Silence of the Lambs. A Lesson for Leaders!

Watch the video....

Now, take a moment....

What exactly did you feel?

  • Excitement?
  • Energy?
  • Fear?
  • Frozen?
  • Quickening of your pulse?

How did this happen? You know it is a movie with Anthony Hopkins and Jodie Foster. How can it possibly make you feel anything? But I bet it did make you feel something.

An answer lies in a new book The Hidden Spring by world-renowned neuroscientist Mark Solms. He places feelings at the heart of all human consciousness and even hunts them down not to the amygdala or neocortex alone but to the brainstem itself. He shows us that feelings are a deep and ancient part of all mammalian brains that present as the 'hidden spring' of all consciousness.

The key point is that we have no control over the feelings generated in our 'hidden spring'. Our rational brain is still asleep as feelings flood through our consciousness. We may think that our logical thinking drives our actions, but alas it is our feelings that drive the show. (Good examples include politics, religion, sport and now more than ever conspiracy theories.)

The movie clip above simply demonstrates the fact that your feelings come first and most importantly, you have no control over them. Like wild horses they choose their own path.


Hopkins and Foster deliver the most powerful of messages for every leader. How you act will automatically trigger the 'hidden spring' of feelings in those around you. Forget the well worn call of 'you must be authentic'. If a leader is abrupt, narcissistic, a bully and a bad listener, far better if all of this is left at home.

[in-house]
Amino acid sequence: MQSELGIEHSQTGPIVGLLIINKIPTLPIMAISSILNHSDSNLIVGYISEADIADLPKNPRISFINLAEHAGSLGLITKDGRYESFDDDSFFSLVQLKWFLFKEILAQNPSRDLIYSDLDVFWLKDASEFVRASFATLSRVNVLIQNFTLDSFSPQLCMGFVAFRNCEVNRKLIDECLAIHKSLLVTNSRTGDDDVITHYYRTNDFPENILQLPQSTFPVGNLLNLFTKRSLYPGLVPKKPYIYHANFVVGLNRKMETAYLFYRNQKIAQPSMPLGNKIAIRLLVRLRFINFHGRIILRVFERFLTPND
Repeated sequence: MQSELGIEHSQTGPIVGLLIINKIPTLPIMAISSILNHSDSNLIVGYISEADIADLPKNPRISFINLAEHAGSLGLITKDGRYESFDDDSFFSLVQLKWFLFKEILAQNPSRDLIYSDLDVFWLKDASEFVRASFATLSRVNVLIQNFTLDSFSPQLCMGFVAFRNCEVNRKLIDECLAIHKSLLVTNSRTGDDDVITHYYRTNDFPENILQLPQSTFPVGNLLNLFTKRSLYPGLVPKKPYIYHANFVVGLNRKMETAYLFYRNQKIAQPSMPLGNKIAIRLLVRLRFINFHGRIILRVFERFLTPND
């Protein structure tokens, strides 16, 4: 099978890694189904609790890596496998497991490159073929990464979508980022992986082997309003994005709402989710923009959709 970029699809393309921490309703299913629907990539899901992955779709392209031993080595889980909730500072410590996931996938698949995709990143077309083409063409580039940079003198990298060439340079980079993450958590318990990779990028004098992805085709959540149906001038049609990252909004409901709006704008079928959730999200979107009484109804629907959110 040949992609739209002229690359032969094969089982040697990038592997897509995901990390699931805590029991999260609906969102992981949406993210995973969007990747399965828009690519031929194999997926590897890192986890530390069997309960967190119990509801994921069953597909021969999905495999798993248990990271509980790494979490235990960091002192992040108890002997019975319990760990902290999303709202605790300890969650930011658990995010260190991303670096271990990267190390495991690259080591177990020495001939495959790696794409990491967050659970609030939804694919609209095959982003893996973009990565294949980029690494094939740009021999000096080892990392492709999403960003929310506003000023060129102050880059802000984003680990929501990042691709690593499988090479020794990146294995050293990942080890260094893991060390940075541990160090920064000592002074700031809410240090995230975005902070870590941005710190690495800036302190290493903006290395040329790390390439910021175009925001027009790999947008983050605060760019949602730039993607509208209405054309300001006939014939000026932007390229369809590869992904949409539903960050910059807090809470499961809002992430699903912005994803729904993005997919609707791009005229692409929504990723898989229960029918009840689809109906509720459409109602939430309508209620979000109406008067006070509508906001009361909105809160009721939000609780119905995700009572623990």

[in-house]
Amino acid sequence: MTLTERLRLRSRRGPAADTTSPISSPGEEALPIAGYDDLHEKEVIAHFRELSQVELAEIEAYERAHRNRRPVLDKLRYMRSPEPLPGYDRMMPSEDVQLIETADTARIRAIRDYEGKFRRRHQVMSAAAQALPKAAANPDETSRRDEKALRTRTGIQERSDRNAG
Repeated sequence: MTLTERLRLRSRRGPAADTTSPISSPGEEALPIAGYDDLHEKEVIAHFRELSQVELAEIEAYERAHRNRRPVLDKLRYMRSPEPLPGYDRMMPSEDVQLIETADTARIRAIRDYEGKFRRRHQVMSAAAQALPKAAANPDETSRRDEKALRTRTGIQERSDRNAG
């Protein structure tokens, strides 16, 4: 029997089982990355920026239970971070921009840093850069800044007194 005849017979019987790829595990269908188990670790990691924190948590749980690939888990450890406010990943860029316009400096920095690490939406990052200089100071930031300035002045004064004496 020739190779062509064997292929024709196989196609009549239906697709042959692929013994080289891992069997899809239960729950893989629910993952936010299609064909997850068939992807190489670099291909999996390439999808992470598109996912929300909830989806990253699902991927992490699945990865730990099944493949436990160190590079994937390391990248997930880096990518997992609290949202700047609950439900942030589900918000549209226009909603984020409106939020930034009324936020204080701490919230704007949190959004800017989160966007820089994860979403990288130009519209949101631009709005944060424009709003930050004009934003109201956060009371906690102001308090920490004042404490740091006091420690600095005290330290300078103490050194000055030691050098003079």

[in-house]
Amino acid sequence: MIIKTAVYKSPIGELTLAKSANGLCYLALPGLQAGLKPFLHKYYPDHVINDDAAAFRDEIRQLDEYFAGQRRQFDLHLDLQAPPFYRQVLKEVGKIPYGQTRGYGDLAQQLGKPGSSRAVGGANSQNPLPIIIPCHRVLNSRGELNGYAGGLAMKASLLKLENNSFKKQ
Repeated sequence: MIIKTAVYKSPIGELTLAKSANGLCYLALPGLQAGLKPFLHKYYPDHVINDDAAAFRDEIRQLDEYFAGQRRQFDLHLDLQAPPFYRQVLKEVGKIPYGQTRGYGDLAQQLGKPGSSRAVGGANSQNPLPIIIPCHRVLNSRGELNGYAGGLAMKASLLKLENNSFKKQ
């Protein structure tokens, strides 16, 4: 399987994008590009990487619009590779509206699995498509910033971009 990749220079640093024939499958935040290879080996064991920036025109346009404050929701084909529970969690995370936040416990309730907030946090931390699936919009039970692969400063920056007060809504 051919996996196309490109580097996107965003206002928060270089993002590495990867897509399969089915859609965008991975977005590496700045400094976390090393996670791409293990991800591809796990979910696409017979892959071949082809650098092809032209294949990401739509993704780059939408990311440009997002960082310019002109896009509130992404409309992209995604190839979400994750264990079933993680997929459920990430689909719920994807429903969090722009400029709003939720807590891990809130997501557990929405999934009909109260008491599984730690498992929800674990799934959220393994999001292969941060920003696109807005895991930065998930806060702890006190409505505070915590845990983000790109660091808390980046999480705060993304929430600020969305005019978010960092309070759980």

What a leader needs is the insight and skill to act authentically. In other words be a great actor and become a great 'feeling' generator.

William Shakespeare understood this well when Jacques in As You Like It said:

"All the world's a stage,
And all the men and women merely players;
They have their exits and their entrances;
And one man in his time plays many parts...."

Just as becoming a good golfer requires firstly a modicum of talent and secondly a great coach and teacher, so becoming a great leader also requires a great teacher. It is all too easy to say a leader must be resilient, courageous, imaginative, inspiring, emotionally intelligent and purpose driven, but this is all as useless as telling a golfer to 'hit the ball straight'. It means absolutely nothing at all unless a leader is taught how to be and act these things. (Or whatever is actually deemed important in the real world.)


  1. Watch movies with a more critical eye. Look for the techniques, body language and use of voice. Observe how this affects how you feel.
  2. Look for videos that offer practical tips. Mark Bowden, a body language and communication expert, is a good starting point.
  3. Get feedback at work. Ask colleagues how your behaviour makes them feel. What works and what needs to change. Be bold. Ask for blunt and direct opinions and do this regularly. If you are a manager, this is really important.
  4. Get someone to take video clips of you in a meeting. You will learn much from this.
  5. Talk to friends and family outside of work. Again ask for honest feedback.
  6. Lastly and most important. Work with a professional acting coach. Your investment will be rewarded a hundred-fold.

And most importantly, enjoy your new acting journey. The sky is the limit. 

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